Cleaners working on the London Underground will resort to industrial action this week in protest against the introduction of a controversial biometric clocking-in system.
Starting at just after midnight on Thursday morning, "up to 300 cleaners" will join in the action by refusing to scan their fingerprints every time they clock on for work, said the union. Their decision will set the workers on a collision course with ISS, the Danish firm which employs them.
According to the RMT union, 98 per cent of the 103 staffers who responded to the ballot voted in favour of the plans, which stopped short of calling for a full-on strike.
Bob Crow, RMT general secretary, said: “Our tube cleaning members have been urged to stand firm and follow the call by the union to take industrial action short of a strike by refusing to use any biometric/fingerprint technology to book on for duty. We believe this technology infringes on staff civil liberties and the overwhelming vote in favour of action shows our members' strength of feeling on this issue.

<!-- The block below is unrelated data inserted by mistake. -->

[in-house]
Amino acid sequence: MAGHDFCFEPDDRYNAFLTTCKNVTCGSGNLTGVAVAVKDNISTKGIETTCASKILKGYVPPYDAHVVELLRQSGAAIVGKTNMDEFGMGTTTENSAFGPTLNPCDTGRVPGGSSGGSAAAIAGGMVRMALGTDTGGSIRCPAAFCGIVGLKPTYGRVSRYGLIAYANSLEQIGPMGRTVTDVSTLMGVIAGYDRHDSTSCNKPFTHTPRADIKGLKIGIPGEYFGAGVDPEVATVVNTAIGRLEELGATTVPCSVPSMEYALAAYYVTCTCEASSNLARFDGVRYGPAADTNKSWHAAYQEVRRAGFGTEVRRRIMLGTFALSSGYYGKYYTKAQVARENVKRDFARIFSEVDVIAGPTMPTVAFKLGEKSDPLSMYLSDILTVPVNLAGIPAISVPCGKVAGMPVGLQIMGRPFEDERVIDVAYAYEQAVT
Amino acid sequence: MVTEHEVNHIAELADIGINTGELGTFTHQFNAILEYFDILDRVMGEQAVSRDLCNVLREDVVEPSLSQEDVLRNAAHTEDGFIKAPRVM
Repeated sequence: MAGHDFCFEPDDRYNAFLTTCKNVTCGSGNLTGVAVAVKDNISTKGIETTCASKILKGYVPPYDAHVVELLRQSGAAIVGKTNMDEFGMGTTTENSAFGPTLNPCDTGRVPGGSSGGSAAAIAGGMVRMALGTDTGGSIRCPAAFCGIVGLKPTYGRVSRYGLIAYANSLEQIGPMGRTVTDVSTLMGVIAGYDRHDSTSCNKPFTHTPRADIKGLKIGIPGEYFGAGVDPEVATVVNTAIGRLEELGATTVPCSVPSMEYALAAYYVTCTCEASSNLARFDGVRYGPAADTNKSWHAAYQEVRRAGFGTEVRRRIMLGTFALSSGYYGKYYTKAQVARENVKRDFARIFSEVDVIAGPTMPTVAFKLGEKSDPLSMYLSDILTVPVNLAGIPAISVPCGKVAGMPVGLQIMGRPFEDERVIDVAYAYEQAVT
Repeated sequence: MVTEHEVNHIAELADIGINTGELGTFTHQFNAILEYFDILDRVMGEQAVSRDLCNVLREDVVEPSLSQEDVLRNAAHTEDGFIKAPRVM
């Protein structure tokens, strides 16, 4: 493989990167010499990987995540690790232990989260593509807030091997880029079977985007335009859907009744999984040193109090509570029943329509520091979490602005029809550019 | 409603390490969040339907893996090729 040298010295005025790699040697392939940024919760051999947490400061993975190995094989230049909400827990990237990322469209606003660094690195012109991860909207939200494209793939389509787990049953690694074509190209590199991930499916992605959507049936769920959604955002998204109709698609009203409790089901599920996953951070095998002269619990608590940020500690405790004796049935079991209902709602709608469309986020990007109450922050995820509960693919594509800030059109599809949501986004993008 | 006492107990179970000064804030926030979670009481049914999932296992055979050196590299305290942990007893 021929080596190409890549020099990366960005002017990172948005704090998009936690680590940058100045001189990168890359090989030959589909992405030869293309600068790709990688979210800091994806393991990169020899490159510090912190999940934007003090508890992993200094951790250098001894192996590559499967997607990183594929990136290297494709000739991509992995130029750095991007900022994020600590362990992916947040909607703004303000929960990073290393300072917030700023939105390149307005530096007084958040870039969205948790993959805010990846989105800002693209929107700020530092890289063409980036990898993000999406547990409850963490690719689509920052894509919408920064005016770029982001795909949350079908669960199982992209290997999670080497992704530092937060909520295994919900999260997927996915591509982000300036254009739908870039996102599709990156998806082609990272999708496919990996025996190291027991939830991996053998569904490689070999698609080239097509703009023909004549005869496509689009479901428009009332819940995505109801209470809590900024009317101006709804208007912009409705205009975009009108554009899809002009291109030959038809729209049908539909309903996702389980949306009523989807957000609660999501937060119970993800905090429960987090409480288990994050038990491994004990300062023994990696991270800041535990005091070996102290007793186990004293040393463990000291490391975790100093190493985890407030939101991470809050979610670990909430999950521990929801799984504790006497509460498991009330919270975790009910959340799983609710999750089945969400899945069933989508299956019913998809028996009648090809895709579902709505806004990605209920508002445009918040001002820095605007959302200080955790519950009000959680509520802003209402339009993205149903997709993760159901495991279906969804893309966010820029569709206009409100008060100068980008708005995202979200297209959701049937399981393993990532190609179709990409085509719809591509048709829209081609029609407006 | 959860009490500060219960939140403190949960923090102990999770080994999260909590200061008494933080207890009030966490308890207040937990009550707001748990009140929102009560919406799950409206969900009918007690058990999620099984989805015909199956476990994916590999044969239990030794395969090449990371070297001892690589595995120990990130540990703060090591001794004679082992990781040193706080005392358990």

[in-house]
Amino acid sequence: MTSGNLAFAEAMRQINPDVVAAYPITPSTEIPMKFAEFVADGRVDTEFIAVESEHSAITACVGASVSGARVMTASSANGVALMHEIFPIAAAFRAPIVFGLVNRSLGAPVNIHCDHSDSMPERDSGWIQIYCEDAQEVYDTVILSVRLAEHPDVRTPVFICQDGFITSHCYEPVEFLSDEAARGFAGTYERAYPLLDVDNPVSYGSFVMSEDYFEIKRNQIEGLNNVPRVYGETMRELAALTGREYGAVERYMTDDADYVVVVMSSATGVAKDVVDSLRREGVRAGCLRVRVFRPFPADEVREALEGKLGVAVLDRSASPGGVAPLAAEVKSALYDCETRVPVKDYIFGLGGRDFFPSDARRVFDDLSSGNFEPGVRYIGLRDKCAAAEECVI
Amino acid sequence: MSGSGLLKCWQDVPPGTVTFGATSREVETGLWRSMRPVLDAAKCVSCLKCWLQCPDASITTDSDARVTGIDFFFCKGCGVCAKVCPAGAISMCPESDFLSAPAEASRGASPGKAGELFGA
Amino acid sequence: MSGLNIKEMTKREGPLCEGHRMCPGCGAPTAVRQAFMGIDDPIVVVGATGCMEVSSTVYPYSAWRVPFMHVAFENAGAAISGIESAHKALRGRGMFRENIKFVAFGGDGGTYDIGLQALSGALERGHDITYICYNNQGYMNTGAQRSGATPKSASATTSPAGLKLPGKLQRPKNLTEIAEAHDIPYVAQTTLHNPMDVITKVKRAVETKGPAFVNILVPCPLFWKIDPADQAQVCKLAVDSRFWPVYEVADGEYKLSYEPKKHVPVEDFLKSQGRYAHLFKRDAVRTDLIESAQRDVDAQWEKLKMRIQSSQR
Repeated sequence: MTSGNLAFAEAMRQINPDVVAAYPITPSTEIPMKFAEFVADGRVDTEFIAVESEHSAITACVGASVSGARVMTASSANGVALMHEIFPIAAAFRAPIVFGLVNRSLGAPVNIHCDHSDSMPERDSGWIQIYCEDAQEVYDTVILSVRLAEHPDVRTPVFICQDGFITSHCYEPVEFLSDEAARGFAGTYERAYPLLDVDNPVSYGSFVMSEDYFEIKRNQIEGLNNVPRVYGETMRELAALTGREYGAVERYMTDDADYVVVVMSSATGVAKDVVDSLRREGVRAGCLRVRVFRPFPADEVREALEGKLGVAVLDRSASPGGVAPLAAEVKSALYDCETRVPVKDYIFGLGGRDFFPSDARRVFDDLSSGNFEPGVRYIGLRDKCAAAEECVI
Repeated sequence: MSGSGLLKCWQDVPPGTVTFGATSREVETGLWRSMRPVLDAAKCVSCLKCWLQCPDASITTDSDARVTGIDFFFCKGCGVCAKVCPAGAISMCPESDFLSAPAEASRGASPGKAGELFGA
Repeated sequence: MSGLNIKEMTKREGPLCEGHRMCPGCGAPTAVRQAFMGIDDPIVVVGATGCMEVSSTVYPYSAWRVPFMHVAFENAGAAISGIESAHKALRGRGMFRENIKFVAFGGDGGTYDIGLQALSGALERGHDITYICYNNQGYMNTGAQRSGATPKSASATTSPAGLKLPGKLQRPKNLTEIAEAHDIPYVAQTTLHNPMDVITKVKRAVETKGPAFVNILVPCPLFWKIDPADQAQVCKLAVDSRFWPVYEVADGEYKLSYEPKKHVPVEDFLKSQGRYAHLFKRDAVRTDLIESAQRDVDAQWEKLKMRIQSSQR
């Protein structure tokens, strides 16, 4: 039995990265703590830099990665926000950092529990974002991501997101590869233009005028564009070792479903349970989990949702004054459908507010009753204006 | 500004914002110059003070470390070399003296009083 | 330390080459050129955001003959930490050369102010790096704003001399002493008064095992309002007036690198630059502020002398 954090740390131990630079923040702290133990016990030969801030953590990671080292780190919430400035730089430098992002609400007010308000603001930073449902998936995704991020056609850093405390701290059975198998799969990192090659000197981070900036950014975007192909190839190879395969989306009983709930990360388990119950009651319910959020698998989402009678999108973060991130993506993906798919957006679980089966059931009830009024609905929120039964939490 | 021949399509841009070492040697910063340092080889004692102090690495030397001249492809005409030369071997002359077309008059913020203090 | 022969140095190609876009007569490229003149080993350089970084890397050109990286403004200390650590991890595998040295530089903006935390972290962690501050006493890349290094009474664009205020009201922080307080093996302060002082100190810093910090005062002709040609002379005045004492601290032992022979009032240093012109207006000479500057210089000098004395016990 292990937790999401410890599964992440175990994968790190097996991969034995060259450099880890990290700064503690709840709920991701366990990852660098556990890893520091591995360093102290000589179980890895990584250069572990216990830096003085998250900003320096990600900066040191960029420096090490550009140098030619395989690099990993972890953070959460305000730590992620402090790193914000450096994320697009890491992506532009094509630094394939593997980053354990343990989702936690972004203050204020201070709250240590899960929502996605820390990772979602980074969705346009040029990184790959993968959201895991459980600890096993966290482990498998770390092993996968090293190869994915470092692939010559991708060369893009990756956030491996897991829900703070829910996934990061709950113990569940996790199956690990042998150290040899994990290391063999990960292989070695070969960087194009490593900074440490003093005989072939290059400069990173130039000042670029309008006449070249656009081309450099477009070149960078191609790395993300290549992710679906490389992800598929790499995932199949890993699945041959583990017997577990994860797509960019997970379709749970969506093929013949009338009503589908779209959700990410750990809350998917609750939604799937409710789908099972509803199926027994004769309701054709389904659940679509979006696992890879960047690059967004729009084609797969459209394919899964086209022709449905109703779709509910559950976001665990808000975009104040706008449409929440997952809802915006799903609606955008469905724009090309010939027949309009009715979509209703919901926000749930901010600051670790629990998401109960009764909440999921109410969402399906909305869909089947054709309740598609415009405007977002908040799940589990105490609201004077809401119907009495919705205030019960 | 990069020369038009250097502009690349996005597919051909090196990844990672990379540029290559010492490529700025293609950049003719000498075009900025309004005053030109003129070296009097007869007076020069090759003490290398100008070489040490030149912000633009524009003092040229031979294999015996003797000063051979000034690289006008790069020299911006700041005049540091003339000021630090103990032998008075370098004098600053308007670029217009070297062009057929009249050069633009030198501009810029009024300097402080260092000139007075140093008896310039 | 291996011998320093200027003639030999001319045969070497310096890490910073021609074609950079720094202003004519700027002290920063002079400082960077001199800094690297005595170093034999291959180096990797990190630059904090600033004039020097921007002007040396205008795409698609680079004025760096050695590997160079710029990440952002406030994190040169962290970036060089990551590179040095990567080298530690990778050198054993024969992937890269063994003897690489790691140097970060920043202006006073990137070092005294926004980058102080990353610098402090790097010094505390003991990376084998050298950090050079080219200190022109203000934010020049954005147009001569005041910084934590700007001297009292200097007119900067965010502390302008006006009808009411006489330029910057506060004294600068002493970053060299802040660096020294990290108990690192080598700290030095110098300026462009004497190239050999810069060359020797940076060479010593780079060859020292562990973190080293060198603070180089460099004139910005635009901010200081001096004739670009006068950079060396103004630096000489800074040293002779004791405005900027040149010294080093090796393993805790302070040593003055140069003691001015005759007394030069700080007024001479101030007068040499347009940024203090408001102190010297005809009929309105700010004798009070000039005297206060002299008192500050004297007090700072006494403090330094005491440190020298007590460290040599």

“Strong union organisation in the workplace is the key to preventing this unacceptable method of booking on and RMT will continue to build our 'Thumbs Down to Fingerprinting' campaign.”
The union is vague on exactly why biometric fingerprinting is a bad idea. When The Register contacted the RMT, a spokesperson told us staff felt "brutalised" by the system, which made them feel like "slabs of meat".
The union said it represented between 200 and 300 cleaners, and said that ISS had "bulldozed" the biometric system into use, against the wishes of its staff.
RMT also suggested the fingerprint-based sign-in system infringed the cleaners' "dignity". The previous clocking-on method involved an automated phone line and a sheet of paper.
El Reg also contacted ISS but they have not yet responded.
The job of cleaning the Tube is regarded as one of the worst and most poorly paid in the capital. In 2010, London Underground cleaners were guaranteed receipt of the London Living Wage, which is currently £8.55 an hour. The union describes the cleaners' work contracts as "insecure".
Before the word "fluffer" was co-opted by the pornographic film industry, it was the name given to hordes of poorly paid, often female workers tasked with cleaning human hair, caked grease, black brake dust and other filth from inside tube tunnels.
Fluffers still work the tracks late at night, when the trains have finished running, although their job has been made easier with the introduction of specialised tunnel-cleaning trains, akin to a series of vacuum cleaners mounted on a tube carriage. ®